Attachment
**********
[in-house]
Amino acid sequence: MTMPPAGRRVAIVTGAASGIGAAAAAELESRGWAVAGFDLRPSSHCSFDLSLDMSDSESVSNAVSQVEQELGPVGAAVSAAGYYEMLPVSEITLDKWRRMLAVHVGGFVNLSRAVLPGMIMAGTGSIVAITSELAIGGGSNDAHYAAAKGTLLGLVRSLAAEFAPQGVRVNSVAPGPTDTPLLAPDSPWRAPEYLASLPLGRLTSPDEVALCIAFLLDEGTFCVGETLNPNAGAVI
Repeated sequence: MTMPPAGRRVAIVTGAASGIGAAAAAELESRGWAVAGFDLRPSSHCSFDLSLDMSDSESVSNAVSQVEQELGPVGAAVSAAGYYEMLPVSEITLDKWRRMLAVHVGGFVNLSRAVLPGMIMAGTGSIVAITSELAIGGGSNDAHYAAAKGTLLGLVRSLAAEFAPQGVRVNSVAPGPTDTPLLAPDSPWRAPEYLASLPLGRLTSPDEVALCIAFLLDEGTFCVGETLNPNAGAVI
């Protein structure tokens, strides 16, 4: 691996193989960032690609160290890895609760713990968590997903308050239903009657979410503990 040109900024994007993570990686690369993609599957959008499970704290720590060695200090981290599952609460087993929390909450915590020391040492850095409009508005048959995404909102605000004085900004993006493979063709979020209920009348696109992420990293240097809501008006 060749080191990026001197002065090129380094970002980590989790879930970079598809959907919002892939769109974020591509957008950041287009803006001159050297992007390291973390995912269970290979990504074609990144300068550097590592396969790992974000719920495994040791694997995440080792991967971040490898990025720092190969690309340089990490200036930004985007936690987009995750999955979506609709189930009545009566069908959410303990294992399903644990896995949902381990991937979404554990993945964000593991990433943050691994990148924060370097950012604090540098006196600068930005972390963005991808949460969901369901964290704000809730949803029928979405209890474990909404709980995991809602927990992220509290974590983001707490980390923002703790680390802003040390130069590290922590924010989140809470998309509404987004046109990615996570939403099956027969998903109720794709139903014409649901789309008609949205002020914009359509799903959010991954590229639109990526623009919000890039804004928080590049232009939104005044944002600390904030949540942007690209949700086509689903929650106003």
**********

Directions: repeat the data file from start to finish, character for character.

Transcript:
[in-house]
Amino acid sequence: MTMPPAGRRVAIVTGAASGIGAAAAAELESRGWAVAGFDLRPSSHCSFDLSLDMSDSESVSNAVSQVEQELGPVGAAVSAAGYYEMLPVSEITLDKWRRMLAVHVGGFVNLSRAVLPGMIMAGTGSIVAITSELAIGGGSNDAHYAAAKGTLLGLVRSLAAEFAPQGVRVNSVAPGPTDTPLLAPDSPWRAPEYLASLPLGRLTSPDEVALCIAFLLDEGTFCVGETLNPNAGAVI
Repeated sequence: MTMPPAGRRVAIVTGAASGIGAAAAAELESRGWAVAGFDLRPSSHCSFDLSLDMSDSESVSNAVSQVEQELGPVGAAVSAAGYYEMLPVSEITLDKWRRMLAVHVGGFVNLSRAVLPGMIMAGTGSIVAITSELAIGGGSNDAHYAAAKGTLLGLVRSLAAEFAPQGVRVNSVAPGPTDTPLLAPDSPWRAPEYLASLPLGRLTSPDEVALCIAFLLDEGTFCVGETLNPNAGAVI
């Protein structure tokens, strides 16, 4: 691996193989960032690609160290890895609760713990968590997903308050239903009657979410503990 040109900024994007993570990686690369993609599957959008499970704290720590060695200090981290599952609460087993929390909450915590020391040492850095409009508005048959995404909102605000004085900004993006493979063709979020209920009348696109992420990293240097809501008006 060749080191990026001197002065090129380094970002980590989790879930970079598809959907919002892939769109974020591509957008950041287009803006001159050297992007390291973390995912269970290979990504074609990144300068550097590592396969790992974000719920495994040791694997995440080792991967971040490898990025720092190969690309340089990490200036930004985007936690987009995750999955979506609709189930009545009566069908959410303990294992399903644990896995949902381990991937979404554990993945964000593991990433943050691994990148924060370097950012604090540098006196600068930005972390963005991808949460969901369901964290704000809730949803029928979405209890474990909404709980995991809602927990992220509290974590983001707490980390923002703790680390802003040390130069590290922590924010989140809470998309509404987004046109990615996570939403099956027969998903109720794709139903014409649901789309008609949205002020914009359509799903959010991954590229639109990526623009919000890039804004928080590049232009939104005044944002600390904030949540942007690209949700086509689903929650106003």